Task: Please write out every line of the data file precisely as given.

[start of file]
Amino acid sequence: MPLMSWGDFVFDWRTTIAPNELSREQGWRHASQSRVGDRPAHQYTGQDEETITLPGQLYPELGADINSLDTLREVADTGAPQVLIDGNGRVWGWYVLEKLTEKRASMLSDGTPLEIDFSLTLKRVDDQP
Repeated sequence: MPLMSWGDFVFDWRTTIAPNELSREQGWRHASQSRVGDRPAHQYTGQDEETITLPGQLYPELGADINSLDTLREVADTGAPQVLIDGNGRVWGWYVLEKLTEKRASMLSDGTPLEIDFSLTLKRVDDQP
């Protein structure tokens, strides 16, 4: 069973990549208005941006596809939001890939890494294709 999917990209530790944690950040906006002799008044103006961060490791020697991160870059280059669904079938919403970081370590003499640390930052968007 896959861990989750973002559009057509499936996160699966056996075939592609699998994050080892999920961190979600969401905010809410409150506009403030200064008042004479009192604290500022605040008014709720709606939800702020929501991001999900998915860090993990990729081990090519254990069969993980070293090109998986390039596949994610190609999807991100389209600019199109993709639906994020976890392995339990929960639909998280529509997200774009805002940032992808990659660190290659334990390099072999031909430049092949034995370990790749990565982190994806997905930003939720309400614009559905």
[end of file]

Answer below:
Amino acid sequence: MPLMSWGDFVFDWRTTIAPNELSREQGWRHASQSRVGDRPAHQYTGQDEETITLPGQLYPELGADINSLDTLREVADTGAPQVLIDGNGRVWGWYVLEKLTEKRASMLSDGTPLEIDFSLTLKRVDDQP
Repeated sequence: MPLMSWGDFVFDWRTTIAPNELSREQGWRHASQSRVGDRPAHQYTGQDEETITLPGQLYPELGADINSLDTLREVADTGAPQVLIDGNGRVWGWYVLEKLTEKRASMLSDGTPLEIDFSLTLKRVDDQP
């Protein structure tokens, strides 16, 4: 069973990549208005941006596809939001890939890494294709 999917990209530790944690950040906006002799008044103006961060490791020697991160870059280059669904079938919403970081370590003499640390930052968007 896959861990989750973002559009057509499936996160699966056996075939592609699998994050080892999920961190979600969401905010809410409150506009403030200064008042004479009192604290500022605040008014709720709606939800702020929501991001999900998915860090993990990729081990090519254990069969993980070293090109998986390039596949994610190609999807991100389209600019199109993709639906994020976890392995339990929960639909998280529509997200774009805002940032992808990659660190290659334990390099072999031909430049092949034995370990790749990565982190994806997905930003939720309400614009559905």